Malawian women who will lead their country’s audiology service

Malawian women who will lead their country’s audiology service

Lucy (former Chief Executive) focusses on some of Sound Seekers inspiring women.

Sound Seekers women are making the world better for people with hearing loss.  In HQ, the Chair and Vice-Chair are inspiring, successful professional women.  Our accountant is a woman.  Our CEO, programme manager and programme assistant are all women.  We’ve even managed to persuade our auditors to stop sending us letters that start “Dear Sirs”. And at the moment, we have two female audiologists giving up months of their lives to set up or improve services by providing shoulder-to-shoulder training to healthcare professionals in Tanzania, Zambia and Cameroon. Our collaborative working styles and mutual support have enabled us to transform Sound Seekers in the last two years.

But the real success story, that I want to shout about, is our African women in the field.  Shannon Kruyt, our consultant audiologist in South Africa, only works for us one day a week. And yet in that time, she’s pulled together a tele-audiology project between Cape Town and Zambia, and has performed the first remote hearing-aid fitting in sub-Saharan Africa. This brings hope to hundreds of people who are “difficult” cases; they will no longer have to travel vast distances or wait months for help from someone more experienced.  The audiology technician in Zambia, Olipa, who actually screamed with joy when she heard that Emily, our programme manager, was moving to Lusaka.  Rephah, the only audiology officer in her hospital in Cameroon, calmly running a whole audiology clinic on her own, never complaining of being lonely or things being too hard.  Yaka, in Gambia, desperate to improve her skills so that she can give even better care to children.  Monica in Sierra Leone, who isn’t actually African but might as well be, as she spends more time there than in the UK – utterly dedicated and running the only audiology service in the whole country.  For free.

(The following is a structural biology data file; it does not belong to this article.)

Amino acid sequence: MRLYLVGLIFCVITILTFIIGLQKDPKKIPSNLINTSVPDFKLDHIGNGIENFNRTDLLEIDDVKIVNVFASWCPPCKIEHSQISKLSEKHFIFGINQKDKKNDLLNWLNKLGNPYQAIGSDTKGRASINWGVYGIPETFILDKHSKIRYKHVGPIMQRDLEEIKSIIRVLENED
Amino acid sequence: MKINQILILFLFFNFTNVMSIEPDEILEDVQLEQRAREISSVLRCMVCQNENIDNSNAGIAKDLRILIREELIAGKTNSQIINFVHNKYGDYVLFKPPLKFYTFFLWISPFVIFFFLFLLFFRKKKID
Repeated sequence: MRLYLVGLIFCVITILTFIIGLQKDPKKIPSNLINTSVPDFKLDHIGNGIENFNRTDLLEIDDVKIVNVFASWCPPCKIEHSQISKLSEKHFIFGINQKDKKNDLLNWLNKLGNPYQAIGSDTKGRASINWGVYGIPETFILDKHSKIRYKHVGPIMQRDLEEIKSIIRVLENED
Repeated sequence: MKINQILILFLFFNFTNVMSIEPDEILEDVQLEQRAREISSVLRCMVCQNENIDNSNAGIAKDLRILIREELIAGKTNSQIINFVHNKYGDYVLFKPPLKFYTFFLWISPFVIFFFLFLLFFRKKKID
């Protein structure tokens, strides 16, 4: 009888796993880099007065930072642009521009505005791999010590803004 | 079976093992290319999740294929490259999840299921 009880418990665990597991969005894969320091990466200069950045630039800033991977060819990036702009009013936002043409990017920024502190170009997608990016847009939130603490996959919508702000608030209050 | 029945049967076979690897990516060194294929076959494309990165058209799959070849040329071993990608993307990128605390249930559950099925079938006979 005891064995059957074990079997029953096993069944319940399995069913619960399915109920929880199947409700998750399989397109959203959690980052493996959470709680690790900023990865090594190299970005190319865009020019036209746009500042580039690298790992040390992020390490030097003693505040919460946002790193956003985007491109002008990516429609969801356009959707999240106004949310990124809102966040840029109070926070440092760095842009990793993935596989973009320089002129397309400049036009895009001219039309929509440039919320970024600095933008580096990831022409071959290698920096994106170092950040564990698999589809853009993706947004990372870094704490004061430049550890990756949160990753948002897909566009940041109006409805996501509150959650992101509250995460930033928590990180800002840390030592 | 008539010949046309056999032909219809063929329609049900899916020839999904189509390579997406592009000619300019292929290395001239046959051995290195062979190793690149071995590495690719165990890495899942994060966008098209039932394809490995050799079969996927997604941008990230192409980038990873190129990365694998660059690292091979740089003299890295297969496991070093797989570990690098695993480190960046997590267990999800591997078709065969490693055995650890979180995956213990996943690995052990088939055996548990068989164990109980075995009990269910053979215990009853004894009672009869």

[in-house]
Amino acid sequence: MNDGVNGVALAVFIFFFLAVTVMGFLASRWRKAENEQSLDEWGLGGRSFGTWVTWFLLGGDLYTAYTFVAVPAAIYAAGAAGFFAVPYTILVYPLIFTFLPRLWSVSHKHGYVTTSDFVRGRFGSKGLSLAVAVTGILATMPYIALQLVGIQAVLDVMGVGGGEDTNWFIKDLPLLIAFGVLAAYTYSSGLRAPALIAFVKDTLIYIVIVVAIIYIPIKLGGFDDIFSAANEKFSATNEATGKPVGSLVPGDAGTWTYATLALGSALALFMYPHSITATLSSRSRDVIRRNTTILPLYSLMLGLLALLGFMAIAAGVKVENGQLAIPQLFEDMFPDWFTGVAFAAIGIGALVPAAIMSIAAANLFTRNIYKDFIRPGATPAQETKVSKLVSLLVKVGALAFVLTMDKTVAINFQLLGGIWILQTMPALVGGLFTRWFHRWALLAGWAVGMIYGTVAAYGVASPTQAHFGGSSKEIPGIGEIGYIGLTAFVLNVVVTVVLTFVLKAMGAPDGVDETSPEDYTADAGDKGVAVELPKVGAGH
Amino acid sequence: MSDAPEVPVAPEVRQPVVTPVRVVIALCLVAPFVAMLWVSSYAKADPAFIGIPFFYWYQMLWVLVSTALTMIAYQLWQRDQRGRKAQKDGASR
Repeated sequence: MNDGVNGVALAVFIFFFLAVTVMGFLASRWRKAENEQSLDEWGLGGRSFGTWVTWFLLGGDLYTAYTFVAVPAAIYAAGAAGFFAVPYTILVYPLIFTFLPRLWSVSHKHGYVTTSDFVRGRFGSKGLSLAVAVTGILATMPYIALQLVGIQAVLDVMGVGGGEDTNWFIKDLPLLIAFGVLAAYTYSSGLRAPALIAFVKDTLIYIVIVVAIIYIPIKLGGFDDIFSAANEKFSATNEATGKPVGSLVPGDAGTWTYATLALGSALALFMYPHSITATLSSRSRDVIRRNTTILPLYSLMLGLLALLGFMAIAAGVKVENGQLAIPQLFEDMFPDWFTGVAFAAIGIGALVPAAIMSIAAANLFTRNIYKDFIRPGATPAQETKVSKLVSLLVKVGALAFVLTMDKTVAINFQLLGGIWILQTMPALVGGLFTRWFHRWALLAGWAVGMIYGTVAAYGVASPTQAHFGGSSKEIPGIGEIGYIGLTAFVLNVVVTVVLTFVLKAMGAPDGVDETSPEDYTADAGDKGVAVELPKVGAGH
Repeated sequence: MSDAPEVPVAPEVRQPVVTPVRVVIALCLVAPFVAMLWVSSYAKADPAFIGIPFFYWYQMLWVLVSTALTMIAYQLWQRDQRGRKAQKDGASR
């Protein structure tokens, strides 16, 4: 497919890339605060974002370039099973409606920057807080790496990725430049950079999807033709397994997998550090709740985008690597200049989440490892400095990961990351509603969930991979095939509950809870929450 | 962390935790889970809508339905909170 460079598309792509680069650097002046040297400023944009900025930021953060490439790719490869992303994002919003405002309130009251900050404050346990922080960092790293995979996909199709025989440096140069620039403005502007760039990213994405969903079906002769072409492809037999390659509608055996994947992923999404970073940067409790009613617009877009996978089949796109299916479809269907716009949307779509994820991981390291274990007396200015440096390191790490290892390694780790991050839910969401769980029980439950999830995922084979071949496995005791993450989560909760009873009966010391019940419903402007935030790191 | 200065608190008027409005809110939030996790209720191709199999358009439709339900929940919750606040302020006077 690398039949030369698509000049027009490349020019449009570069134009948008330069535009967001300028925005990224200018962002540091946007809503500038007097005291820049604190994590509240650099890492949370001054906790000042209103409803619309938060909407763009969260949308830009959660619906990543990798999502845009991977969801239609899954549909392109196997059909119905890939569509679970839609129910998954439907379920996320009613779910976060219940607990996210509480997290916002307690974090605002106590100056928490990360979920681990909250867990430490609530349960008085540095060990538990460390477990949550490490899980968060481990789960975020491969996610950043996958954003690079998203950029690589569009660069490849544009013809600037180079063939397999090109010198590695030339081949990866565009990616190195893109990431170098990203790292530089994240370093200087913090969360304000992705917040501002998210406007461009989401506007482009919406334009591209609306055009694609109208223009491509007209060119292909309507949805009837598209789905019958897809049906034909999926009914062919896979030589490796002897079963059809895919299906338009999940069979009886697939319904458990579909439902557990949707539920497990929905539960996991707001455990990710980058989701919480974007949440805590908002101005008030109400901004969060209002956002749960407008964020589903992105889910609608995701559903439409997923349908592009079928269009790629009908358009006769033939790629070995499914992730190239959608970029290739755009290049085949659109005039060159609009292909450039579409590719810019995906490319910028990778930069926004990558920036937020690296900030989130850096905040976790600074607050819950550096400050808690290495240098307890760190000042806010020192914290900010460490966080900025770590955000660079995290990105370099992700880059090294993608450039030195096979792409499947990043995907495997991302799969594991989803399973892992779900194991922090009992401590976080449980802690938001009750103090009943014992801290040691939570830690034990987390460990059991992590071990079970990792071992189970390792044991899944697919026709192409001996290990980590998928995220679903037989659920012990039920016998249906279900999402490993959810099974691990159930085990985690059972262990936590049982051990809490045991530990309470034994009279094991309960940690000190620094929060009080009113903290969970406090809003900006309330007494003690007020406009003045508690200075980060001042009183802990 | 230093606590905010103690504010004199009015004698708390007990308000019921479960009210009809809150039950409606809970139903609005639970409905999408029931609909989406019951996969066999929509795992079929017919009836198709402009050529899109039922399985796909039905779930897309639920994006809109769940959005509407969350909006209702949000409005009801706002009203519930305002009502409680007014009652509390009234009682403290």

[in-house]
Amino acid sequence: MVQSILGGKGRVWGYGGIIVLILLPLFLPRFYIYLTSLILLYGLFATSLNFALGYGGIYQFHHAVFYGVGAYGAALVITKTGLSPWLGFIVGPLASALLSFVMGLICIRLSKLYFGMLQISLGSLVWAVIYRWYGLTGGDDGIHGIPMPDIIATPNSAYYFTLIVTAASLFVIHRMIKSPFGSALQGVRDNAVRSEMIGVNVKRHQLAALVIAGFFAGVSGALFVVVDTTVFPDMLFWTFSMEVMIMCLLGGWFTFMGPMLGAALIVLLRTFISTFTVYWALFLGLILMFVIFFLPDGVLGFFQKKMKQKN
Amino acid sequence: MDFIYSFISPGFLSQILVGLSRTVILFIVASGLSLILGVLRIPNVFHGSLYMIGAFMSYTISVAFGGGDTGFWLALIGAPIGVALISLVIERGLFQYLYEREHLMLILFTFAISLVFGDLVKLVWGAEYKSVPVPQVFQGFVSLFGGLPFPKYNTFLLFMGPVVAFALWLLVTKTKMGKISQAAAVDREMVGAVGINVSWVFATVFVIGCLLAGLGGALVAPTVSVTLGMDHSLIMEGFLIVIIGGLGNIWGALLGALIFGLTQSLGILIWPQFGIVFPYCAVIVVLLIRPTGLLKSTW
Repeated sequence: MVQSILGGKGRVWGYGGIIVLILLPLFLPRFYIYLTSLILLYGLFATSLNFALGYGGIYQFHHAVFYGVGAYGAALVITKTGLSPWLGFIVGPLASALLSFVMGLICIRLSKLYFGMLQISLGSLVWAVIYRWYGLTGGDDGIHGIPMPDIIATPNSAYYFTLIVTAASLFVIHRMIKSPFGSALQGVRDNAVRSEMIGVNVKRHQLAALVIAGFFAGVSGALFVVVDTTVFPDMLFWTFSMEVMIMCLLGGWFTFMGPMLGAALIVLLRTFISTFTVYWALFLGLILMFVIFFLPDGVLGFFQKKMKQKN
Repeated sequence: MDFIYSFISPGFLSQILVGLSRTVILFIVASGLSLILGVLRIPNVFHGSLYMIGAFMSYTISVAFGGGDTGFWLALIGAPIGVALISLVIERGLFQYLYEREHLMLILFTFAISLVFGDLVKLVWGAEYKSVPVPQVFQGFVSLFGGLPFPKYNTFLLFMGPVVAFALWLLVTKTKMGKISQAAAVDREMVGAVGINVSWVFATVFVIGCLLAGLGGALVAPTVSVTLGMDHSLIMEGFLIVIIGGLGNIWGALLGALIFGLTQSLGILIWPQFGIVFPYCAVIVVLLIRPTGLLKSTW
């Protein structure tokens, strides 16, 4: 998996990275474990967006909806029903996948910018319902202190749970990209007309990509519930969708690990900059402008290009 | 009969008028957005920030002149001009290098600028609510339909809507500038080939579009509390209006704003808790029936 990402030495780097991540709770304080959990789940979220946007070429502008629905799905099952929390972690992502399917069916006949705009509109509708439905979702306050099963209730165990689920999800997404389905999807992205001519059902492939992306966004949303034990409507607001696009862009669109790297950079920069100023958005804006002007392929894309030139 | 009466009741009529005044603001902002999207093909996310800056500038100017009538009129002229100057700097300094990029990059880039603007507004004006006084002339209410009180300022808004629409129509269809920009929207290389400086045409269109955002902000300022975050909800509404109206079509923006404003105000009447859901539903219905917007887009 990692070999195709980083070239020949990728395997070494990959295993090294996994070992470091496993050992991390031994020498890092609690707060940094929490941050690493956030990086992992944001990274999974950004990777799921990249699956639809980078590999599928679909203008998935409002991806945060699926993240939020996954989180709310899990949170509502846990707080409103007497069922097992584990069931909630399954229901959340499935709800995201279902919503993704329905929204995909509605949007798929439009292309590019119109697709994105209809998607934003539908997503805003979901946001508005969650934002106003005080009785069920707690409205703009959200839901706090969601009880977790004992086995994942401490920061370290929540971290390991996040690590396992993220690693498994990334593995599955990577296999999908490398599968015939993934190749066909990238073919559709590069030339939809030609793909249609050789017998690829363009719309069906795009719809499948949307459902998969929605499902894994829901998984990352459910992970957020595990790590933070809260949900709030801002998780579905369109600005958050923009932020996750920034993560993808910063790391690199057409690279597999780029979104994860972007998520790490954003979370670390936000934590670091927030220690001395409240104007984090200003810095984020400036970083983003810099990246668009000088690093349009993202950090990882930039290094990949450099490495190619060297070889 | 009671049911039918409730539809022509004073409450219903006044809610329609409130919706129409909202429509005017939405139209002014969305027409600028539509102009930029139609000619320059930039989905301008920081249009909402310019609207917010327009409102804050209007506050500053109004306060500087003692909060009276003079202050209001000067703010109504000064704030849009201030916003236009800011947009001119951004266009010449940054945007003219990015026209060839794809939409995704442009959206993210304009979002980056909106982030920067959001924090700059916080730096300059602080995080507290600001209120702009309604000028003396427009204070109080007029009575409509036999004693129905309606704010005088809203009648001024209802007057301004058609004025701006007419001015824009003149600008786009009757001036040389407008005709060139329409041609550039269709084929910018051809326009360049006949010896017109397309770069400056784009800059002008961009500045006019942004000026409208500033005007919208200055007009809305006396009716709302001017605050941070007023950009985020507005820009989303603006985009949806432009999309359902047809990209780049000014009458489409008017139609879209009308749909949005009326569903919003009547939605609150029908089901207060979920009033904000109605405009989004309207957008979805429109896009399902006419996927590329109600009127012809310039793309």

Shannon doing tele audiology (1024x833)
                       (above)  Shannon in a live tele-audioogy session
And it’s Malawi where the women are starting to shine the most.  Go, ladies. You probably already know that we’ve launched one of our most exciting projects ever in this country. Working with the Queen Elizabeth Public Hospital there, we will deliver a comprehensive audiology service for Southern Malawi. For people living here at the moment with hearing loss, they would have to drive the equivalent of Portsmouth to Glasgow to try to get an audiology appointment.  We are going to build a clinic and provide all the equipment needed for an audiological service.   So far, so good.  But Africa is littered with crumbling buildings and broken, dusty, unused donated equipment.  I’ve seen it piled up in hot crowded rooms, taking up space, a gloomy monument to thoughtless giving – but no-one feels empowered to throw it away.  Why will we be different?

Well.

Because of three extraordinary women.

Courtney in scrubs 1 first cochlear implant in Malawi
Dr Courtney Caron, (in scrubs for the first cochlear implant in Malawi, right), an American audiologist working for us for only basic living expenses for four years. Although those basic living expenses do seem to include occasional mango daiquiris by the pool as well as mouse kebabs, so I might have to review them. Downwards. Anyway, she is there now, setting up the service pretty much from scratch, and building the capacity of the clinical officer team.